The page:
Ethics in DST at CPUT

This project is set at CPUT involving colleagues from the Centre for Innovative Educational Technology, Community Engagement and the Faculty of Education. We collected stories in a range of workshops with students, lecturers and community engagement people on ethical dilemmas in digital storytelling projects. From these stories we developed guidelines for teaching and learning, research and community engagement.

What skills and resources were you able to draw from the community for this project?

These guidelines are the result of a one-year consultation process at CPUT led by Ass Prof Daniela Gachago, Jacqui Scheepers, Dr Candice Livingston and Pam Sykes. It draws from lecturers’ and students’ experiences with and perceptions of digital storytelling. We also draw on our own experiences as digital storytelling facilitators and those of colleagues outside our institutions. Our thinking around the ethics of digital storytelling was shaped by the Ethics Working Group participants at the 2017 Untold Conference. In particular, this experience allowed us to recognise the many DST practices with all their different ethical concerns and encouraged us to work towards specific guidelines for higher education. A special thanks to our digital storytelling friends and colleagues Kristi Stewart, Brooke Hessler, Antonia Liguori and Michelle Van Wyk, who gave detailed feedback on these guidelines. We would also like to thank the SA Story Worker Group, who helped us think through some of our ethical dilemmas. And finally, our colleagues, students and community partners - without their passion and stories there would be no DST practice at our institution.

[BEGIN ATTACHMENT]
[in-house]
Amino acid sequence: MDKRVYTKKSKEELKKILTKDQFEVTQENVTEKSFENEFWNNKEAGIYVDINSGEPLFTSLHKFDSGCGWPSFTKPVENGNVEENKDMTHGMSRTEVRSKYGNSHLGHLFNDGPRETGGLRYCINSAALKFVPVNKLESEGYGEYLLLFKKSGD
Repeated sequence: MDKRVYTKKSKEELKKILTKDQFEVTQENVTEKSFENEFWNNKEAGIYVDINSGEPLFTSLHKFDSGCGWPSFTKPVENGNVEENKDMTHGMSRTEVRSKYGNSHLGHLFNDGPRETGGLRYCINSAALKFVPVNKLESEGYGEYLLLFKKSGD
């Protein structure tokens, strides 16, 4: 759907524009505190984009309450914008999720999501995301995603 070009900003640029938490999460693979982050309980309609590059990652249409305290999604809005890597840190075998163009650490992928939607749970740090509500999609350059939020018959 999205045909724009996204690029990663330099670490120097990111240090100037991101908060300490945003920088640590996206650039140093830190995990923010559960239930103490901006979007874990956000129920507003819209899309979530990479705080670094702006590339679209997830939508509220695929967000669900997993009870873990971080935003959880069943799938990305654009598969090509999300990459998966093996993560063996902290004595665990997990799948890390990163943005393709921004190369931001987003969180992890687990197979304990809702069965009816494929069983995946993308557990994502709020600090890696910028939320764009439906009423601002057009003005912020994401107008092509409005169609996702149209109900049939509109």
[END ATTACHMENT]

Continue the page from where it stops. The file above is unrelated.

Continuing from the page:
The challenges

Introducing DST at our institution has improved digital literacies and student engagement, provided a space for critical reflection and enhanced multicultural learning and an engagement across difference. However, adopting this sometimes emotional and process-oriented practice into an educational context, with its constraints of course objectives, assessment regimes, timetables and large classes, raises ethical concerns. We have put the personal in brackets in the above definition, as although there are some ‘flavours’ of DST which focus on the deeply personal, others, and in particular in HE, combine the personal with curriculum content. This can be where much of its power lies, in creating personal connections to curricular knowledge. This leads to a continuum of DST, from highly personal to purely content-based stories. Many of the guidelines listed below are drawn from projects that are more personal and hence more ethically charged. Thus, the guidelines below target the most ethically risky models, but will also be helpful for lecturers aiming for less emotionally charged stories, with a stronger curriculum/content focus. It’s useful to stay mindful of the fact that the personal can surface unexpectedly, even when it has not been specifically invited.

Addressing the challenges

We are hoping that these guidelines will open up a space to reflect on possible ethical questions and dilemmas academics may encounter in planning and running a DST project. We offer a list of questions or issues to consider rather than fixed solutions because context is critical: it’s important to ask the questions, but different constellations of lecturer, students, discipline and access to resources will require different answers.

The achievements

development of guidelines presentation at various conferences publications in journals and books